Tuesday 11 August 2009
Battle Thoughts from Abroad
My boyfriend and I are actually in Edinburgh at the moment-we have been since Saturday-for the International Festival. It’s an exciting place to be at this time of year, with so much to do and to see, lots and lots of shows, too much, really, to take in properly. Edinburgh itself is a lovely city, in my opinion one of the three most beautiful in Britain, along with York and Bath. It’s a bit grimy at the moment (I think there is a local bin strike or a go slow) and-my God-the seagulls, what a racket they make! From our hotel in the centre we can hear them kaa, kaa kaaing right through the night: they never seem to sleep!
What I really wanted to talk about was a piece I caught in the Saturday edition of The Daily Telegraph about the Battle of Culloden. I’m not sure if this appeared nationally or in the Scottish edition only. Anyway, it was a report on plans to offer a better commemoration of those who died on the government side, often described wrongly as either ‘Hanoverians’ or English. Indeed, at the moment all there is to compare with the many clan memorials a rather sad stone on the so-called ‘field of the English.’ So, it’s time to explode a few more myths and recall the brave men, Scots as well as English, who fought and died on that day in April 1746 for King and Country.
Culloden, fought on 16 April 1746 on Drumossie Moor close to Inverness, is usually celebrated as the last major land battle to take place on British soil. In essence it was a struggle for the throne, between those who supported George II and the Hanoverian succession and those who supported the Jacobite pretenders, the descendants of James II, whose grandson, Charles, commanded the rebel troops that day. It was a straightforward dynastic war, though complicated by the fact that the Jacobites had rather cynically attached a Scottish nationalist gloss to their campaign. It is through this glass darkly that a great many Scots still perceive Culloden, as a struggle between themselves and the wicked English, who did the most awful things during and after the battle.
Sorry, I really do not wish to be facetious: the government troops did behave abominably, bayoneting many of the wounded as they lay on the field. But the point is these government troops contained a large number of Lowland Scots, as many as three full regiments, as well as a significant body of anti-Jacobite Highland militia. And if anyone hated the Jacobite Highlanders it was these men, not the English. Some of the worst post-battle atrocities were committed by Scots, in times and in places were they could not be excused by heightened passions. You see, for centuries past, even before the Union of the Crowns, the English-speaking Lowlands had demonstrated an intense dislike of the Gaelic-speaking Highlands. Governments in Edinburgh had even considered what would now be described as forms of genocide or ethnic cleansing.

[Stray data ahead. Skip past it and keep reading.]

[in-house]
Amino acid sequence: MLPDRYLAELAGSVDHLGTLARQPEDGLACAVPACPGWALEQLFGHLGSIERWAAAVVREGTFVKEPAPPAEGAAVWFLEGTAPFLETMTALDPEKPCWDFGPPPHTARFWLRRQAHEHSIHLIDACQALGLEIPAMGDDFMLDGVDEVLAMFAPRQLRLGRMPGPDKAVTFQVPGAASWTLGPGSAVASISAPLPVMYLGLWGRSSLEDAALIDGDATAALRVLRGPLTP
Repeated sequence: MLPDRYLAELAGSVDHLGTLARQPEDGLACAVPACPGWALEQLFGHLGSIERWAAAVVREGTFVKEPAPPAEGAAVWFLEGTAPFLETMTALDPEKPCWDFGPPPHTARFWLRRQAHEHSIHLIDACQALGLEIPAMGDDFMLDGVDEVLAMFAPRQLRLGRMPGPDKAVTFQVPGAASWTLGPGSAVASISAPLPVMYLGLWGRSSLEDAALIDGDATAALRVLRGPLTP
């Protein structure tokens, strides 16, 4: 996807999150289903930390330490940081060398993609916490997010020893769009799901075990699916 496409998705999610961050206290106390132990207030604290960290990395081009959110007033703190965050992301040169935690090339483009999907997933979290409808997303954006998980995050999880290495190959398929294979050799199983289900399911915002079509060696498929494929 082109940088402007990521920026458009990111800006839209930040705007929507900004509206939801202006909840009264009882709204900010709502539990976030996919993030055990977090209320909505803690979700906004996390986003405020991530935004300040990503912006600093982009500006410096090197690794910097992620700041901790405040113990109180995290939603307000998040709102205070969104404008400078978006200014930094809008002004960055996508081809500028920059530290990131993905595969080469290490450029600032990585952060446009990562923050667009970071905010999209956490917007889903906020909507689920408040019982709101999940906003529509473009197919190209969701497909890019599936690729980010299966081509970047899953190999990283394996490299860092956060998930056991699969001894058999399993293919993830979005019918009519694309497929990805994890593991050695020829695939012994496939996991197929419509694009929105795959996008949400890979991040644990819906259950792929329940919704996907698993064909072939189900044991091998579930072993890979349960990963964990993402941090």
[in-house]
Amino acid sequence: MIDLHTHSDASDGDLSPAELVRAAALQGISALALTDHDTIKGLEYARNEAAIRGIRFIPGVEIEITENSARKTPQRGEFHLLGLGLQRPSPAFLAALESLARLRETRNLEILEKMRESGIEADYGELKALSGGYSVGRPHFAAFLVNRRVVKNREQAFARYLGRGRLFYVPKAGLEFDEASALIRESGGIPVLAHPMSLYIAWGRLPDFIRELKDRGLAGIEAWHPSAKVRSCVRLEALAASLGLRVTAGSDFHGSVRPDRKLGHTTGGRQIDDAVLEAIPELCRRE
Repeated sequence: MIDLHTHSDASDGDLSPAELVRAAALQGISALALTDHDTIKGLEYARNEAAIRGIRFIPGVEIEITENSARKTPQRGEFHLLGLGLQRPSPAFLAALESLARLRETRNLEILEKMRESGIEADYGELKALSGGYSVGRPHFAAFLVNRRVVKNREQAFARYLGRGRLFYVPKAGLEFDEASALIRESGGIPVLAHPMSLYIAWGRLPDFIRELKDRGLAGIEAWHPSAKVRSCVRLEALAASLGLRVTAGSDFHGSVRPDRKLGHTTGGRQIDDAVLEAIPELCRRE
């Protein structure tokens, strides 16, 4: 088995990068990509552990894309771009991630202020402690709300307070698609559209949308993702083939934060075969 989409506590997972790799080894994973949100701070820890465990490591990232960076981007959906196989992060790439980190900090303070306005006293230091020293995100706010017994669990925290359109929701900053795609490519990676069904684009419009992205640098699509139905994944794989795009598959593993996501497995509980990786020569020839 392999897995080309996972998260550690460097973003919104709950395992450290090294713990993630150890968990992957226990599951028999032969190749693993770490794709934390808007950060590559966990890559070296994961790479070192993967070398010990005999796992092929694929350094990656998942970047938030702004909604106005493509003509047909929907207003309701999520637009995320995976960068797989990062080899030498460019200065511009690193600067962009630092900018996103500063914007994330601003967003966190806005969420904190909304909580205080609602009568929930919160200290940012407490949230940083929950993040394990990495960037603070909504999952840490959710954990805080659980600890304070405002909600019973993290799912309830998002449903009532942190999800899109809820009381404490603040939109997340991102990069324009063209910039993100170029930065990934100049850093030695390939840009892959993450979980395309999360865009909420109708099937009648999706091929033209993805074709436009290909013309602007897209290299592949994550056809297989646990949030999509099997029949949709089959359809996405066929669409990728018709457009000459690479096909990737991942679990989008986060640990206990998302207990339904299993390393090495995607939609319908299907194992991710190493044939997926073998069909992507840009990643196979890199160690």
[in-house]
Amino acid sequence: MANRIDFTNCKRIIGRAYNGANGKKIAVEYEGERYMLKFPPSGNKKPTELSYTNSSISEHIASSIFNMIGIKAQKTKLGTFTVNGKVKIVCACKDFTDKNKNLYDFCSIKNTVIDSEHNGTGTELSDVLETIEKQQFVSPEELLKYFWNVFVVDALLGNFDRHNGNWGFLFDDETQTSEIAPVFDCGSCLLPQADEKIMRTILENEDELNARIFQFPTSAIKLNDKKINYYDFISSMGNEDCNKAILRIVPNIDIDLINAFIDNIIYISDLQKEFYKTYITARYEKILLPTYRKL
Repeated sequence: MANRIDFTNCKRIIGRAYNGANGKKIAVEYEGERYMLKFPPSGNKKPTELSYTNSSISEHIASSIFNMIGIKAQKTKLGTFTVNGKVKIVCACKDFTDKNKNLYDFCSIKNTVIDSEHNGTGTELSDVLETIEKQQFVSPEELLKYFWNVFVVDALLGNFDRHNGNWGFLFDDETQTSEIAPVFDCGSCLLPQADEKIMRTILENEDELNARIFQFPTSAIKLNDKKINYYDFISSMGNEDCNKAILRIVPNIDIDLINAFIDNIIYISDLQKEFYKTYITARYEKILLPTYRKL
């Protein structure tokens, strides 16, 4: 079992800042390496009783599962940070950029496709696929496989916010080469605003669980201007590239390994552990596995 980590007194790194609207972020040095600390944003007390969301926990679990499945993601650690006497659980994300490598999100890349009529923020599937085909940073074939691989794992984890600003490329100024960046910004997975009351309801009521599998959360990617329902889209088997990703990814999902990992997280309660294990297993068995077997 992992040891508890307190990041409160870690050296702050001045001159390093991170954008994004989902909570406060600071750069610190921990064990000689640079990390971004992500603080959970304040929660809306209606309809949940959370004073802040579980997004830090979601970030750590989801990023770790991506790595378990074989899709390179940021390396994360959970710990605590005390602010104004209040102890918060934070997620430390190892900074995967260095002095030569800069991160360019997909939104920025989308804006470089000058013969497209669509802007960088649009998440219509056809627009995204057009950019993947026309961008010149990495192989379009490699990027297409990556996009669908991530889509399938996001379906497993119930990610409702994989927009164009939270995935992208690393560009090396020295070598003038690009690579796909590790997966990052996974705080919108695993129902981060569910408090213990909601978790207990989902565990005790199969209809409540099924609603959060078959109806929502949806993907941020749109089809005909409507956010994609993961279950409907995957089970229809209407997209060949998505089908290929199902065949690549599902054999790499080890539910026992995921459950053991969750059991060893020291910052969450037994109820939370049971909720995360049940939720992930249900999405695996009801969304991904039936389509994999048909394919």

The other thing some Scots tend to overlook in a view of the past that is both romantic and maudlin is that the crimes committed after the battle were fairly typical of the times. The Highlanders were massacred not because they were Sots but because they were rebels. It’s all very well to damn the memory of Butcher Cumberland but, for the sake of balance, have a look at what the Stuarts did to the English rebels of the West Country after the Battle of Sedgemoor in 1685. It’s time for a more realistic view of the past; time for Scotland to dispense with the myths.
So, that’s it, just some thoughts from 'abroad'. I really hope I haven’t made some fresh Scottish enemies because I really do love the country, its past and its exciting present. And Edinburgh would be so much nicer to live in than London if only it wasn’t for those blasted seagulls!